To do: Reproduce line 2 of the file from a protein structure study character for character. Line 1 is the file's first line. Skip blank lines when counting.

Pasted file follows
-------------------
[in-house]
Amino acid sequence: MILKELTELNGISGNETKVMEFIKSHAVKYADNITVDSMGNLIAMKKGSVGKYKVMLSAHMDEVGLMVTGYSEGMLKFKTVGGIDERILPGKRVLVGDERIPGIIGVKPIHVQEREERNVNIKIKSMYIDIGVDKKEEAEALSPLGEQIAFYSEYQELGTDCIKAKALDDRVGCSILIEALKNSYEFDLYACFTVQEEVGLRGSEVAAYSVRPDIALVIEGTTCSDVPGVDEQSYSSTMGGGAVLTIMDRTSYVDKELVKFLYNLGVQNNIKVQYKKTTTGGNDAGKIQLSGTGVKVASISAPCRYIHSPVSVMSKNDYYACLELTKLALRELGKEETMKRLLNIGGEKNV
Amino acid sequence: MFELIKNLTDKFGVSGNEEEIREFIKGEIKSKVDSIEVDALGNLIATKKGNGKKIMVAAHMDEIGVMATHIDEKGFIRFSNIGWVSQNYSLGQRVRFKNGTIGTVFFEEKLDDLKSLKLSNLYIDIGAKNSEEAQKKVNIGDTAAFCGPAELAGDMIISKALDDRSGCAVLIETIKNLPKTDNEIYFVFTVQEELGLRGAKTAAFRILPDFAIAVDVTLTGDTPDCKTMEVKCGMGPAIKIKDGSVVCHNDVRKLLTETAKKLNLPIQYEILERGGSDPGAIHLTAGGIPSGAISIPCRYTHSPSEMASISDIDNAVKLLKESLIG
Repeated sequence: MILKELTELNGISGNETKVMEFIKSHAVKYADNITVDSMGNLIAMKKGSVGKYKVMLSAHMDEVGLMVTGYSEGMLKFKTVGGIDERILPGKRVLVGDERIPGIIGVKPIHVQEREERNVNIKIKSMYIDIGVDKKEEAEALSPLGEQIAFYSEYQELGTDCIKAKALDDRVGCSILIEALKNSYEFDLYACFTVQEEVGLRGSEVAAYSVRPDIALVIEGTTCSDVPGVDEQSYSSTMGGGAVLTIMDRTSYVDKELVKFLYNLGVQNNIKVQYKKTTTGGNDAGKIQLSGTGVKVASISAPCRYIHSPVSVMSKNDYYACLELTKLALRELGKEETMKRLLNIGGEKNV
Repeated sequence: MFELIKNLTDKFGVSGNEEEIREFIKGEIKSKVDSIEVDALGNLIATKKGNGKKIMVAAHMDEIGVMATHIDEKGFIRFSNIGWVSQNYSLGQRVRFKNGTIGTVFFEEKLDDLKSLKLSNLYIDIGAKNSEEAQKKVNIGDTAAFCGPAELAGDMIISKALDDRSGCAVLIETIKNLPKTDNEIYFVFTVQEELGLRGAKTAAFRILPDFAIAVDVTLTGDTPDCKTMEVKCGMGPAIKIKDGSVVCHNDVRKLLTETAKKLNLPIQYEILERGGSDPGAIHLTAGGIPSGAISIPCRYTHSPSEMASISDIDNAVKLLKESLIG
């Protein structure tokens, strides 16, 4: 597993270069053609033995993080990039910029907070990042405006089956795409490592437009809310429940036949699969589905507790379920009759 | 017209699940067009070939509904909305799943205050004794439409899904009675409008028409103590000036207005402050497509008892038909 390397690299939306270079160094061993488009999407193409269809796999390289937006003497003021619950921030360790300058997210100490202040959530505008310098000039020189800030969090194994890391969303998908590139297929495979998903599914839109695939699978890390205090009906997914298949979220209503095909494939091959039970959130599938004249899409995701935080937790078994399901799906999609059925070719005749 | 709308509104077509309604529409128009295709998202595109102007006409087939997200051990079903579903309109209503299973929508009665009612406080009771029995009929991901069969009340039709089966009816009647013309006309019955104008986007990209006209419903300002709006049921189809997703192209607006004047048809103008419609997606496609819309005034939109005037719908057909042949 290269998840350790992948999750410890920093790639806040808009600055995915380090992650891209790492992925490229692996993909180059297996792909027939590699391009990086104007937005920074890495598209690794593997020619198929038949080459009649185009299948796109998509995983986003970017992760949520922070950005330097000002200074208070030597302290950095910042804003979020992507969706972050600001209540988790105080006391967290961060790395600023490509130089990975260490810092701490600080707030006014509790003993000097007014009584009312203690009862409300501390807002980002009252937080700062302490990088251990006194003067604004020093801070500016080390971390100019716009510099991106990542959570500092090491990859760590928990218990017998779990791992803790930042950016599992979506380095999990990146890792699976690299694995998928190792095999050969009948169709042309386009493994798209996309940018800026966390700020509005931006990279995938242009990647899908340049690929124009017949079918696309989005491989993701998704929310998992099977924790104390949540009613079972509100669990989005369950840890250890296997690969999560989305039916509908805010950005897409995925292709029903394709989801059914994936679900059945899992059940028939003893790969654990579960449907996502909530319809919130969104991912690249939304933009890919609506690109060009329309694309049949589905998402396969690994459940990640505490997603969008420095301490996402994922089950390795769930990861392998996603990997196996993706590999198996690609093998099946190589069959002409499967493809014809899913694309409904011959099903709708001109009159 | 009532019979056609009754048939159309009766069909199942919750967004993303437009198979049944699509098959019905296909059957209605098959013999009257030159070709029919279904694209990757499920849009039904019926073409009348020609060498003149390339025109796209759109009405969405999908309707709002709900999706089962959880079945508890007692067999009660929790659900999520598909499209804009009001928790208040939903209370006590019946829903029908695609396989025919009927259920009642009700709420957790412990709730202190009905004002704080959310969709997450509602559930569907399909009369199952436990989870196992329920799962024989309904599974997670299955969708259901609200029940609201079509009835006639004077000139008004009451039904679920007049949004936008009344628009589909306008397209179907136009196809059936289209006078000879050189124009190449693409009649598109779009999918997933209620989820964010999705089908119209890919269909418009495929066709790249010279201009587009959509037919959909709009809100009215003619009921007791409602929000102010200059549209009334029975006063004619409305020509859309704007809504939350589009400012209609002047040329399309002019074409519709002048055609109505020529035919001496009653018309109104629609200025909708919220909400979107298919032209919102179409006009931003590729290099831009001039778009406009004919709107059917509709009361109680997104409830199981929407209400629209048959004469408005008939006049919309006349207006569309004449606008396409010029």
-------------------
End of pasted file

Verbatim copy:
Amino acid sequence: MILKELTELNGISGNETKVMEFIKSHAVKYADNITVDSMGNLIAMKKGSVGKYKVMLSAHMDEVGLMVTGYSEGMLKFKTVGGIDERILPGKRVLVGDERIPGIIGVKPIHVQEREERNVNIKIKSMYIDIGVDKKEEAEALSPLGEQIAFYSEYQELGTDCIKAKALDDRVGCSILIEALKNSYEFDLYACFTVQEEVGLRGSEVAAYSVRPDIALVIEGTTCSDVPGVDEQSYSSTMGGGAVLTIMDRTSYVDKELVKFLYNLGVQNNIKVQYKKTTTGGNDAGKIQLSGTGVKVASISAPCRYIHSPVSVMSKNDYYACLELTKLALRELGKEETMKRLLNIGGEKNV